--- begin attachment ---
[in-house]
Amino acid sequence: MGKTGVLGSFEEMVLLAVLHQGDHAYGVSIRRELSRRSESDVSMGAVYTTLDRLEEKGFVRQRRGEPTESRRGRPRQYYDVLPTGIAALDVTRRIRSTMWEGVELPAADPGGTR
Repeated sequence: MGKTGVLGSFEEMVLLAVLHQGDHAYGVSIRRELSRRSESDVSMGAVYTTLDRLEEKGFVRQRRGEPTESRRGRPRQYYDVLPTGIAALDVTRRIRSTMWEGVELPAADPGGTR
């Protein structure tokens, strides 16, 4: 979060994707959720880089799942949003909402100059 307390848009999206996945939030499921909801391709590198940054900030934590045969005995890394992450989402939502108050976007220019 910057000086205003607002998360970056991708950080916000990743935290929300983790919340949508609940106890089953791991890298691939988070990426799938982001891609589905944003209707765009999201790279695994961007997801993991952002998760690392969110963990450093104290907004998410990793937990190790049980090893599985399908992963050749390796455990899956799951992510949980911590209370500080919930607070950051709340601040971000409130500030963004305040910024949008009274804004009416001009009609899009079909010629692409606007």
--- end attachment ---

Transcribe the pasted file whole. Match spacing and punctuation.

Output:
[in-house]
Amino acid sequence: MGKTGVLGSFEEMVLLAVLHQGDHAYGVSIRRELSRRSESDVSMGAVYTTLDRLEEKGFVRQRRGEPTESRRGRPRQYYDVLPTGIAALDVTRRIRSTMWEGVELPAADPGGTR
Repeated sequence: MGKTGVLGSFEEMVLLAVLHQGDHAYGVSIRRELSRRSESDVSMGAVYTTLDRLEEKGFVRQRRGEPTESRRGRPRQYYDVLPTGIAALDVTRRIRSTMWEGVELPAADPGGTR
């Protein structure tokens, strides 16, 4: 979060994707959720880089799942949003909402100059 307390848009999206996945939030499921909801391709590198940054900030934590045969005995890394992450989402939502108050976007220019 910057000086205003607002998360970056991708950080916000990743935290929300983790919340949508609940106890089953791991890298691939988070990426799938982001891609589905944003209707765009999201790279695994961007997801993991952002998760690392969110963990450093104290907004998410990793937990190790049980090893599985399908992963050749390796455990899956799951992510949980911590209370500080919930607070950051709340601040971000409130500030963004305040910024949008009274804004009416001009009609899009079909010629692409606007």